the world's hot spots threaten to spread over the globe with the ferocity of a war of holy terror and desperation. Read more...
the world's hot spots threaten to spread over the globe with the ferocity of a war of holy terror and desperation. The planet's environmental problems respect no national boundaries. From soil erosion and population displacement to climate change and failed energy policies, American governing classes are paid by corporations to pretend that debate is the only democratic necessity and that solutions are capable of withstanding endless delay. Late Capitalism goes about its business of finishing off the planet. And we citizens are left with a shell of what was once proudly described as The American Dream. In this new collection of eleven essays, Berry confronts head-on the necessity of clear thinking and direct action. Never one to ignore the present challenge, he understands that only clearly stated questions support the understanding their answers require. For more than fifty years we've had no better spokesman and no more eloquent advocate for the planet, for our families, and for the future of our children and ourselves.
- ISBN-13: 9781619024885
- ISBN-10: 1619024888
- Publisher: Counterpoint LLC
- Publish Date: February 2015
- Page Count: 196
- Dimensions: 8.3 x 5.7 x 0.8 inches
- Shipping Weight: 0.7 pounds
Publishers Weekly® Reviews
- Reviewed in: Publishers Weekly, page .
- Review Date: 2015-01-26
- Reviewer: Staff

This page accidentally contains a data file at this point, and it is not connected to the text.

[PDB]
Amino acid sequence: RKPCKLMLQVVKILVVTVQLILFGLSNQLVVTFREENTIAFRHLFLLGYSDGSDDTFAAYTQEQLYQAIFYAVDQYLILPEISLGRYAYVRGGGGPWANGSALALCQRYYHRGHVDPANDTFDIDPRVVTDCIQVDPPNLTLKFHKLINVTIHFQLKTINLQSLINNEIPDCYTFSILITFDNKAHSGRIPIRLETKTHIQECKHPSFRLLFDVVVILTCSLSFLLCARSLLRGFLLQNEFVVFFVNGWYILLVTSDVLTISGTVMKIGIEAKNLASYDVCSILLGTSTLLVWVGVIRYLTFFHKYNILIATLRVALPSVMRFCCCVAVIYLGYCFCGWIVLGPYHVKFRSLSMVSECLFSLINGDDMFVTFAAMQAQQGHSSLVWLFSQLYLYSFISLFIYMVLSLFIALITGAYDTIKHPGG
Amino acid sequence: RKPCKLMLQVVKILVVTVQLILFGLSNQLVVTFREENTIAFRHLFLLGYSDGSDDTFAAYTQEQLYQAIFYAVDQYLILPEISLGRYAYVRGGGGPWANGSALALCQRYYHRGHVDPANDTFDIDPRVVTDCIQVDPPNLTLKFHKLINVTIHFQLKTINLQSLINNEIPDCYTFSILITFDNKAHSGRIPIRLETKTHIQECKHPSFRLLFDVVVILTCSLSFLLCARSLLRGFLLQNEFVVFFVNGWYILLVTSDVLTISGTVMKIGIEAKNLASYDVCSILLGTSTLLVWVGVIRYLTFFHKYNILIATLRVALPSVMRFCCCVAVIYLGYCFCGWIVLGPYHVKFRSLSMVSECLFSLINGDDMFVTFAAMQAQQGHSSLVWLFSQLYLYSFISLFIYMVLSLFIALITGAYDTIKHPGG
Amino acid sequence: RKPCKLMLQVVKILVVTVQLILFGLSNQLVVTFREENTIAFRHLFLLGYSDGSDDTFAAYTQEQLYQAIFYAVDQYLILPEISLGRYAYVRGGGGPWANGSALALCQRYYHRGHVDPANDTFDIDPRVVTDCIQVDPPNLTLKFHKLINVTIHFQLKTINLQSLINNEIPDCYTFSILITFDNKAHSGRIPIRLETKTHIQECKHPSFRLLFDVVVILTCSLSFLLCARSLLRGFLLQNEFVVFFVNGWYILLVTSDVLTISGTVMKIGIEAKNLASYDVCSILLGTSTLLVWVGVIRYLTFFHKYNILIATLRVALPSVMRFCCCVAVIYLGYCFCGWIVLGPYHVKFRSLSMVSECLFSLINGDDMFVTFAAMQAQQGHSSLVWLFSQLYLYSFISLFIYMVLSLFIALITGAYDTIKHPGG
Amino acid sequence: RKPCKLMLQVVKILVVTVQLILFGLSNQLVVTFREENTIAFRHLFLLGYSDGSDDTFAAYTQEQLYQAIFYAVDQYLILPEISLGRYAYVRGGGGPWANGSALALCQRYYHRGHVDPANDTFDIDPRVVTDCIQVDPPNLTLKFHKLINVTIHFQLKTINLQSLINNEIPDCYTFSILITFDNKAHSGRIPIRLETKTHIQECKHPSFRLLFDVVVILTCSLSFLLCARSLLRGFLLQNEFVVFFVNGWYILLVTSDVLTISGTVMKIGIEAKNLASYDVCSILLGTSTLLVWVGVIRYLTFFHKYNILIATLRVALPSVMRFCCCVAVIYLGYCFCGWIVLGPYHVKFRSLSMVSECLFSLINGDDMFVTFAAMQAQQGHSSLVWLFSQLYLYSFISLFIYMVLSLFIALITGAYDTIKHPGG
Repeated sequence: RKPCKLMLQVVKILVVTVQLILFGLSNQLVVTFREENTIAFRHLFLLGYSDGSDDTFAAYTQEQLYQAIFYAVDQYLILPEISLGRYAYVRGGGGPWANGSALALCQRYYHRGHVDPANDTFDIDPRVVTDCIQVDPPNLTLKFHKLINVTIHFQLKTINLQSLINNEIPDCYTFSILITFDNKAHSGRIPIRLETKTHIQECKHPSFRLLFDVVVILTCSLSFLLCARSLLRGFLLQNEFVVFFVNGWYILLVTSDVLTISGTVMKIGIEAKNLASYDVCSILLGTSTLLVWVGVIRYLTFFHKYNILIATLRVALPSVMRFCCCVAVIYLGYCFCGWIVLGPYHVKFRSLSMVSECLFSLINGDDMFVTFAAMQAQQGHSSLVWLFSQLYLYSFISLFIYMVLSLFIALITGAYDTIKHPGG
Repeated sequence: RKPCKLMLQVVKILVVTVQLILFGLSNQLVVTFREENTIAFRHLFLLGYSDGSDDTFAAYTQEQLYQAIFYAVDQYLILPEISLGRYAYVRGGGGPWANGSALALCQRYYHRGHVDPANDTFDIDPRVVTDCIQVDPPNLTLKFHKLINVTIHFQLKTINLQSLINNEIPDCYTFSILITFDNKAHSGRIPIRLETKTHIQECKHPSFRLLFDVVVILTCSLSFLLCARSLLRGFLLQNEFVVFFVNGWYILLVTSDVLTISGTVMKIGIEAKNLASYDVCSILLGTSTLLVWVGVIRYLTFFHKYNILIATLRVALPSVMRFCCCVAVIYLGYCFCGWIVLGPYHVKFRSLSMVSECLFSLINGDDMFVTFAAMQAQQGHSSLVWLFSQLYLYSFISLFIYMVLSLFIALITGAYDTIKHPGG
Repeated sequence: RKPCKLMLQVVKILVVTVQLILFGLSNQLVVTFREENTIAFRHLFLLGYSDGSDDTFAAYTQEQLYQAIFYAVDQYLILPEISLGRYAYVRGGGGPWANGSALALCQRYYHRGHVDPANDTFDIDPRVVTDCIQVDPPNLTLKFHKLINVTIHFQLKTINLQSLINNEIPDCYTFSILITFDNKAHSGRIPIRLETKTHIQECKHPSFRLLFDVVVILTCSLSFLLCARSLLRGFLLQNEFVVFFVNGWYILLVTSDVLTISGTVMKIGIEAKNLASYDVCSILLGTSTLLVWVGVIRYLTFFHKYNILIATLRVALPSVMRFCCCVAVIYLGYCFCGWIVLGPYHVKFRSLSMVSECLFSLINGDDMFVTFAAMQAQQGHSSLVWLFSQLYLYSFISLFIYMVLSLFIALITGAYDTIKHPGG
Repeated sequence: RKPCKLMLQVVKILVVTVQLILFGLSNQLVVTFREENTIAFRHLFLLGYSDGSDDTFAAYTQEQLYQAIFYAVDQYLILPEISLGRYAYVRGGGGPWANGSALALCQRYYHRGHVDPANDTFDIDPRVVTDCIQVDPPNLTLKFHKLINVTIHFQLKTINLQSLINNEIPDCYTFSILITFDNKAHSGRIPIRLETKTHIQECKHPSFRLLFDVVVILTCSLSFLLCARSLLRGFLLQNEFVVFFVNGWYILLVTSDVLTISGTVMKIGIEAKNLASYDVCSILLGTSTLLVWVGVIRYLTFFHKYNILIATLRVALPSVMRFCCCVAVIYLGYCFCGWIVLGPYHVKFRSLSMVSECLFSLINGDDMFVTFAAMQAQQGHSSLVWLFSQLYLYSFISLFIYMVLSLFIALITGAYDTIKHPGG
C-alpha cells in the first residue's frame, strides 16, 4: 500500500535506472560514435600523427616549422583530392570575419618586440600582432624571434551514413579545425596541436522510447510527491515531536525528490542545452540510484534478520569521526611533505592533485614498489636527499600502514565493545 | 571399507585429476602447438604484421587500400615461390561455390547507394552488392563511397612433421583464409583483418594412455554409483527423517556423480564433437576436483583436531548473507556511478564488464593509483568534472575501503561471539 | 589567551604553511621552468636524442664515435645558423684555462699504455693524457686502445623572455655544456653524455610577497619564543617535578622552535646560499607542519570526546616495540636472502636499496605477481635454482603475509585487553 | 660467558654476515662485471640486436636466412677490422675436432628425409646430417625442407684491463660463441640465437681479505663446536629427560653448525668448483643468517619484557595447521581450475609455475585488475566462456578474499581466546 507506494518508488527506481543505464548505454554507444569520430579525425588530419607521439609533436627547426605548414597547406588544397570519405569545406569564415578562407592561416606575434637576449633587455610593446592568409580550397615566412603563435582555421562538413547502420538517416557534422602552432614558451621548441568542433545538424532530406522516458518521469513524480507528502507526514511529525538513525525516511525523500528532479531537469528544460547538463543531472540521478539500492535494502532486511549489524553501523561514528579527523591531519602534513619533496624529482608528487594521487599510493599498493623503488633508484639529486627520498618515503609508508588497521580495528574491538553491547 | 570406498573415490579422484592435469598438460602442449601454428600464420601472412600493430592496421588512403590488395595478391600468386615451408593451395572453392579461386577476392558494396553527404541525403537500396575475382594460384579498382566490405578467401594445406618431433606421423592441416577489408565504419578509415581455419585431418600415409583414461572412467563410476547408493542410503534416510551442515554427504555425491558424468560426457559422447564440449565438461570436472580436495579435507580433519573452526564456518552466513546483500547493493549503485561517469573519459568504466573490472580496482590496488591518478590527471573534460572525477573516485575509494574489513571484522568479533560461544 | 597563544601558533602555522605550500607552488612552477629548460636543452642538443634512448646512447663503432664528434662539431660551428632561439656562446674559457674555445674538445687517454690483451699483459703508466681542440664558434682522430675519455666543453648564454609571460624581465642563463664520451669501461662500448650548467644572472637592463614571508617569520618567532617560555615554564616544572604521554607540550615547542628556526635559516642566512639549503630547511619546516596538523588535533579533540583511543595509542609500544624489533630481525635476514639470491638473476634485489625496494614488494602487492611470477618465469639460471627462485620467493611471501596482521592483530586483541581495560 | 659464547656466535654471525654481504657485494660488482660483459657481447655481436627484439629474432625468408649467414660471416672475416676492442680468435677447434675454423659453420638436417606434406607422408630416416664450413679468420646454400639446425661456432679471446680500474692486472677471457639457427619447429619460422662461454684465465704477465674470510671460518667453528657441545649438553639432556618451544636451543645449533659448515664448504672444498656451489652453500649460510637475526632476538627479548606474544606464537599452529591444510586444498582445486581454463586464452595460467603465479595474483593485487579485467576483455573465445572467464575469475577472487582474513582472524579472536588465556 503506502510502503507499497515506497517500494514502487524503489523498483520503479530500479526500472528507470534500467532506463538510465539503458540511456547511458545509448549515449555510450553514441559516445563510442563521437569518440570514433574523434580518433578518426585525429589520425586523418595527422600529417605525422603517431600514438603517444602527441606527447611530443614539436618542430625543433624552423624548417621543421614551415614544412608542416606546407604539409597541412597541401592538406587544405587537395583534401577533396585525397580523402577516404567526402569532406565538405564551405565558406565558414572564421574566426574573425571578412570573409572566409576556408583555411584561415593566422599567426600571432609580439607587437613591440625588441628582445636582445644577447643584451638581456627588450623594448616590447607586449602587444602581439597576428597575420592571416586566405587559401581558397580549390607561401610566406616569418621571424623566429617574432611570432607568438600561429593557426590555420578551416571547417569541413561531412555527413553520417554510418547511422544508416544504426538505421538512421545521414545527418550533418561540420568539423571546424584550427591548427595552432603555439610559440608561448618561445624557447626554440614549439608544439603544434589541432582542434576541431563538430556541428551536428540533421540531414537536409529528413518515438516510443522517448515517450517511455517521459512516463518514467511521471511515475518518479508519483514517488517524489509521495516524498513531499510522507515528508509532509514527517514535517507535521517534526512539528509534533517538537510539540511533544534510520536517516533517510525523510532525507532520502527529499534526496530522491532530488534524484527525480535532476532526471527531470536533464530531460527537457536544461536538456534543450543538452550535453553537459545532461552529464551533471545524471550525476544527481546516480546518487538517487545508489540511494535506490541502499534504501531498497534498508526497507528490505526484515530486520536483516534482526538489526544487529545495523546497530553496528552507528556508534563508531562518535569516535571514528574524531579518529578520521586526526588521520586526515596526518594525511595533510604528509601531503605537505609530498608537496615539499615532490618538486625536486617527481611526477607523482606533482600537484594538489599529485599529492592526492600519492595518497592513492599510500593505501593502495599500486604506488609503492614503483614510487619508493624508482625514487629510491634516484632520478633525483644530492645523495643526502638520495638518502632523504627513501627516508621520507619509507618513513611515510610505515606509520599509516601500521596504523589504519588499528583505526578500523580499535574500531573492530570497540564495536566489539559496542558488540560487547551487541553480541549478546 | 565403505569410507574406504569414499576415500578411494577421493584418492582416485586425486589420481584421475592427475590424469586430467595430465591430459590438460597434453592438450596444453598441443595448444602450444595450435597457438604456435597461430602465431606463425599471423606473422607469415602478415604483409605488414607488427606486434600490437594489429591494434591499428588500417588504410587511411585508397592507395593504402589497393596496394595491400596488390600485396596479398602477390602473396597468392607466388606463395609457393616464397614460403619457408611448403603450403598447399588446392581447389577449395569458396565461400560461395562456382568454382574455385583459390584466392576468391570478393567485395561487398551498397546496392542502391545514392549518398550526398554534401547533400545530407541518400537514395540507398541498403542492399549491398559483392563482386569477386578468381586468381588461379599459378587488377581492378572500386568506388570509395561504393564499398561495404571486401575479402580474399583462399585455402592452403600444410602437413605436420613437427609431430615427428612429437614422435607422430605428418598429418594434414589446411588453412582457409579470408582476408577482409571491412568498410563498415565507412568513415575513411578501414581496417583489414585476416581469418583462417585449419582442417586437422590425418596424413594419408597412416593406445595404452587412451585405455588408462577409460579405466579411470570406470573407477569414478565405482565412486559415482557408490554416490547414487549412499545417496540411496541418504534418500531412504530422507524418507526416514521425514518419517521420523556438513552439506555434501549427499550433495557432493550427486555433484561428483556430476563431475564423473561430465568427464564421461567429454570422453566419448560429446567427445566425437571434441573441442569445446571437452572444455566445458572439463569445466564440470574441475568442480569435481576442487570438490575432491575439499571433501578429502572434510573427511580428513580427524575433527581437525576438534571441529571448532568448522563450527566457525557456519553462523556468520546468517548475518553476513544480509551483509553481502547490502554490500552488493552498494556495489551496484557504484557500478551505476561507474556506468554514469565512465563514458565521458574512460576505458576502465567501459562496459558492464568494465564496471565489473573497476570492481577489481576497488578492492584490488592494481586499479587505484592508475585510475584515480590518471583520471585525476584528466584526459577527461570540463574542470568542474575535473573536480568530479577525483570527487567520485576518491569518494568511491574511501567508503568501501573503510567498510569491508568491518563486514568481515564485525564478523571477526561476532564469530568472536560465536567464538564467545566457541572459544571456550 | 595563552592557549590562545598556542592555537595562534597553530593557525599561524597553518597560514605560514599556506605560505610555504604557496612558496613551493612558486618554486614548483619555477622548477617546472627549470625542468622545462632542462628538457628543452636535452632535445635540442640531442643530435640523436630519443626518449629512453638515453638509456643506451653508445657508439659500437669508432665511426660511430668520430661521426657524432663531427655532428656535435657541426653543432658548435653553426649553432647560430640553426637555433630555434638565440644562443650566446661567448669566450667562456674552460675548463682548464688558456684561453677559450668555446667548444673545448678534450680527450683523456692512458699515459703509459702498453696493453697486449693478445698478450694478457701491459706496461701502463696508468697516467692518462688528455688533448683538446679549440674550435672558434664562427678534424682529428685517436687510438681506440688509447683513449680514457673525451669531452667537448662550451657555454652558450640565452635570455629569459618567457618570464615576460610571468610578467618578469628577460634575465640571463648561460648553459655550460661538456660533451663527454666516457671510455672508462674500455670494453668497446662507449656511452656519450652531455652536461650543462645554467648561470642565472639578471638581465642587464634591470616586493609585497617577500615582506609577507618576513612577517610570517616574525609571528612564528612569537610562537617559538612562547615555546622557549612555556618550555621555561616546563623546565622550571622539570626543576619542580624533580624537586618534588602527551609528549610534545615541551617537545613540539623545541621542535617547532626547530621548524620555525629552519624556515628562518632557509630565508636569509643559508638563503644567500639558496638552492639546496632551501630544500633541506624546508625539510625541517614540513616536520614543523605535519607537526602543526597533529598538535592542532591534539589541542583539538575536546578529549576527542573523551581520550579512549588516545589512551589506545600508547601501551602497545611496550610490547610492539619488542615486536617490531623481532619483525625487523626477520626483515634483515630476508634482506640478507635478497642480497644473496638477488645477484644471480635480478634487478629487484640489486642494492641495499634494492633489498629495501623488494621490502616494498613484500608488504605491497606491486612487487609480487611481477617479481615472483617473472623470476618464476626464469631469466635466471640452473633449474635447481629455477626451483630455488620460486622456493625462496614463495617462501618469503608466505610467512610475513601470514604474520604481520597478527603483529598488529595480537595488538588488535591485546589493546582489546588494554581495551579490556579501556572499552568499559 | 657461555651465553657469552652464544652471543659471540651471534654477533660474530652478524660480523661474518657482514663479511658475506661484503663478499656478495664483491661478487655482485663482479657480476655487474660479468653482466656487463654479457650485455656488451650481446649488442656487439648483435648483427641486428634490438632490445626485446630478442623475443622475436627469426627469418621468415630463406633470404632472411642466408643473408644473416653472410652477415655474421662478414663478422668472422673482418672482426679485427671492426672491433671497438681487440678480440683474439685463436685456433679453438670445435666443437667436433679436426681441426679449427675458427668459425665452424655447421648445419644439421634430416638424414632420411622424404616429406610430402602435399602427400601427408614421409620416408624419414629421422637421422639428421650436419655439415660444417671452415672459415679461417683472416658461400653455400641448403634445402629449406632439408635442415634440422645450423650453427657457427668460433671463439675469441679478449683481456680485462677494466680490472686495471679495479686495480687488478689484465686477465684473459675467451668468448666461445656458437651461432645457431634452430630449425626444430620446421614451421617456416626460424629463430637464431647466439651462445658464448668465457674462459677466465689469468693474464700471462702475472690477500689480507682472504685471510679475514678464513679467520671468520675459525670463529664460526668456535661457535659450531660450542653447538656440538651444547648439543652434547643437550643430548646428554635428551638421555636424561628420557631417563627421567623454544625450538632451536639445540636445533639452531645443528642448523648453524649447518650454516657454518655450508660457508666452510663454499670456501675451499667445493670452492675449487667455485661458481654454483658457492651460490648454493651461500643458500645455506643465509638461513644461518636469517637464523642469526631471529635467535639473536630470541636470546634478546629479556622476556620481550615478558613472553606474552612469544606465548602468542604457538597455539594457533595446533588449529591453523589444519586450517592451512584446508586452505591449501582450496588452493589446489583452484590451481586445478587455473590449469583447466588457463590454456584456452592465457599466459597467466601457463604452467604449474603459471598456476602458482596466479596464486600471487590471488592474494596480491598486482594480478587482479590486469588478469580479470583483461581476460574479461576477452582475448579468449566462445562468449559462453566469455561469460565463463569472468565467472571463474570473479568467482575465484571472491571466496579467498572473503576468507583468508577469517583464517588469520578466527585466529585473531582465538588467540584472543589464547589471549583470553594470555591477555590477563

“Valid criticism,” poet, conservationist, and national treasure Berry (The Unsettling of America) declares in his latest collection’s opening essay, “attempts a just description of our condition.” The book goes on to vivisect, with uncommon lucidity and common sense, the accruing damages of the “industrial economy and its so-called free market,” as well as our “commerce of violence” that profits from the “destruction of land and people” as shown in the essay “Our Deserted Country,” about the wastelands created by industrial agriculture. Berry’s crusade is not for conservation but repair, and in another selection, “Local Economies,” he offers a “reasonable permanence of dwelling place and vocation” as one remedy. Adhering to an uncompromising ethic that combines stern humility with compassion, Berry rallies a sense of hope (though “the task of hope becomes harder”) and responsibility for confronting growing physical and political problems, represented here by the tortured political rhetoric he unpacks in “Caught in the Middle.” Moreover, he offers a range of practical, “small solutions”—changes of principle, not policy—that both chasten the reader and inspire him or her to continue “our long, necessary, difficult, happy effort” to protect “our only world.” These essays are classic Berry, balancing the fiery conservationist prophet with the lucid and thoughtful poet; the reflective farmer with the visionary writer. (Feb.)